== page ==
Some tips for a happy but safe holiday season
By now, your holiday planning is well under way. Remember to keep safety in mind so that accidents don’t spoil the season.
Here is some basic advice on how to prevent little or big mishaps while celebrating:
Getting festive with lights
Planning to string Christmas tree lights together end-to-end or stacked? Be sure to check boxes of lights before you buy them to make sure everything is compatible.
Never plug more than two extension cords together. If you need extra length, buy longer cords. Be sure they can handle the wattages of your bulbs.
Plug in lights before you put them on the tree to be sure they work or you may have to return them to the store if you just purchased them. Inspect old strings of lights and discard them if the cords are frayed or if the plugs have been damaged.
Buy only weather-resistant lights to use outdoors. Don’t use indoor lights outside the house because they could be damaged by rain (or northern Arizona snow).
Don’t hang lights on the outside of the house by using nails or staples. Buy hangers specially made for the job.
Take those outdoor lights down within 90 days so they don’t suffer damage from bad weather.
Always use a sturdy, tall-enough ladder for hanging and removing those lights.
Cooking a delicious dinner
The best idea is to stay in the kitchen whenever you are cooking, but it’s especially important when you are frying, grilling or broiling.
Don’t bake a cake or roast a turkey unless you or someone who can help with the job is around to check on the food regularly. Setting a cooking timer can help remind you to check on the food now and then as well.
If a fire starts in an oven, turn it off and keep the door closed. Keep a fire extinguisher hand in the kitchen and if any fire gets out of hand, leave the house and call 911.
Follow directions carefully when you defrost your turkey. T
hink carefully about how to cook food properly and long enough to kill bacteria. Always use a cooking thermometer for turkeys, stuffing, side dishes and leftovers.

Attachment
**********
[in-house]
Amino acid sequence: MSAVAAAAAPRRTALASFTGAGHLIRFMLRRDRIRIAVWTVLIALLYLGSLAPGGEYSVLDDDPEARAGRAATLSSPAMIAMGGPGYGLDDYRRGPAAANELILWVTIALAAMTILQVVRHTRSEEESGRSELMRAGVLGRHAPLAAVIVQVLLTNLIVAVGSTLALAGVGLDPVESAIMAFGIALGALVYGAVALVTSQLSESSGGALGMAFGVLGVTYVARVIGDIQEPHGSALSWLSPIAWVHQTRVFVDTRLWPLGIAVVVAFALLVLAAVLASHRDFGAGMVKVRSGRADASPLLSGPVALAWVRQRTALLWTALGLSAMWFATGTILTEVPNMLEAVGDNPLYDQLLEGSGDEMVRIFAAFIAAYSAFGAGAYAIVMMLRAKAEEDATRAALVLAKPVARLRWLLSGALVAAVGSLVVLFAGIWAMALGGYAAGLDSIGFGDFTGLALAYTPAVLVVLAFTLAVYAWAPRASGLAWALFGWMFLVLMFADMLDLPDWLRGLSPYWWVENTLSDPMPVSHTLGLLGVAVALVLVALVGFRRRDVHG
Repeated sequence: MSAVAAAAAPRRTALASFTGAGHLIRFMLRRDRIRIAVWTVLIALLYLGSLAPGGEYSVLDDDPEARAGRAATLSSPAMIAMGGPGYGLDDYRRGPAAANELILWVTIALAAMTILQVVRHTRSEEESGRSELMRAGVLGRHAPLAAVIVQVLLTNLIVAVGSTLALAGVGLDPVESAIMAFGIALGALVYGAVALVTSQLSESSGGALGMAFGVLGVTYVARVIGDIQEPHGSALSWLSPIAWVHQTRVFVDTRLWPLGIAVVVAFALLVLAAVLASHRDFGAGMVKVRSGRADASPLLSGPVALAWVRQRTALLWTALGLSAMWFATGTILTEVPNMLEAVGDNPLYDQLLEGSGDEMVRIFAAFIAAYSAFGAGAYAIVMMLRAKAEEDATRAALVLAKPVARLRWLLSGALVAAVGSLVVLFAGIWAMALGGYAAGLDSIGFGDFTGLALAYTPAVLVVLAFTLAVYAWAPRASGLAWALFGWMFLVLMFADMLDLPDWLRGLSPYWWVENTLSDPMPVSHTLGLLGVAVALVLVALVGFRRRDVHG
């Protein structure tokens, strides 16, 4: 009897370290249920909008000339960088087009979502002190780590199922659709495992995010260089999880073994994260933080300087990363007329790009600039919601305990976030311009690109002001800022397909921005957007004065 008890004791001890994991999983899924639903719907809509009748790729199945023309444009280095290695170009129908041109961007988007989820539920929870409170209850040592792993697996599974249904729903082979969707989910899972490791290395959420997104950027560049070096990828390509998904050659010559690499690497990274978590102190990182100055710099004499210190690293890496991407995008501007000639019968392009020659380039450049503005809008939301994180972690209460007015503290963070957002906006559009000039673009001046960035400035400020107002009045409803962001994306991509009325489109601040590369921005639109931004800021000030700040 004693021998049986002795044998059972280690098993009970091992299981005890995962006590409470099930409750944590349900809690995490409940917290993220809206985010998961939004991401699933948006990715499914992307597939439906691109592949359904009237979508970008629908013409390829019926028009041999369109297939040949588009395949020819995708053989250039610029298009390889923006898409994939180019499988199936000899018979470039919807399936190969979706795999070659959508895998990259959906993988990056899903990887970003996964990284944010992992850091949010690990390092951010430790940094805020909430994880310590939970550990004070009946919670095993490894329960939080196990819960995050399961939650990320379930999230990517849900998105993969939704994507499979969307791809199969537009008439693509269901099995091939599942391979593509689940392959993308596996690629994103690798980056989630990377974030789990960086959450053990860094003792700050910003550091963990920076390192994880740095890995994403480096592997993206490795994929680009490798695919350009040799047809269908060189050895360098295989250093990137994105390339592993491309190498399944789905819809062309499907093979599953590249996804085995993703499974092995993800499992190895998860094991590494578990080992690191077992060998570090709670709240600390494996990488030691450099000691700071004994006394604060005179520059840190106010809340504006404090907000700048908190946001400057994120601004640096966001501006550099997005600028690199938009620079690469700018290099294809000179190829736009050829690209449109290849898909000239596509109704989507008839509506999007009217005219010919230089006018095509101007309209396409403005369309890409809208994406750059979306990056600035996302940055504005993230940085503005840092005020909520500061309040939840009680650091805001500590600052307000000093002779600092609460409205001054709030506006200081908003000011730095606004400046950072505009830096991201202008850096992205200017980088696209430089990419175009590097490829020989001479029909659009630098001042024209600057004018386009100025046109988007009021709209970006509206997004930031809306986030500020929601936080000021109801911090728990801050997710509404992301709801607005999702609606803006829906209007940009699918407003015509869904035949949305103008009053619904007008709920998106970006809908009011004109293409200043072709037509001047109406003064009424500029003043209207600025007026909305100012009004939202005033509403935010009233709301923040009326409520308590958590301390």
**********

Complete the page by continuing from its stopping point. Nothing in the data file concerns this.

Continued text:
Put those leftovers back in the fridge within two hours of preparation. Reheat leftovers to 165 degrees.
And of course, always wash your hands thoroughly before handling food and afterwards as well.
Getting cozy around the fireplace
Before the holidays arrive, have your wood-burning fireplace or maybe even a gas-burning fireplace cleaned by a professional chimney sweep. Make sure all your smoke alarms are working properly and have a carbon monoxide detector installed as well if you don’t have one.
Don’t burn cardboard, waste paper or boxes in your fireplace.
Don’t try to burn your leftover Christmas tree in the fireplace either.
Lighting real candles
Many fires that are started by accidents with candles occur when someone falls asleep, so avoid using candles in the bedroom and blow out any candles when you leave a room or go to bed.
Keep candles at least a foot away from anything that can burn. Use sturdy holders that won’t tip over.
Don’t burn candles all the way to the end or you might start a container or piece of furniture on fire.
Don’t use candles if oxygen is being used anywhere in a home.
Don’t forget: Water the tree
The National Fire Prevention Association recommends that if, you’re buying a live tree, make sure it has fresh, green needles.
Before putting the tree in a stand, cut two inches from the bottom of the trunk.
Keep the tree well away from fireplaces, candles, lights or space heaters.
Add water to the tree stand daily. Explore other ways to keep your tree fresh here.
Use only lights designed for Christmas decorating and replace old strings with worn or broken cords.
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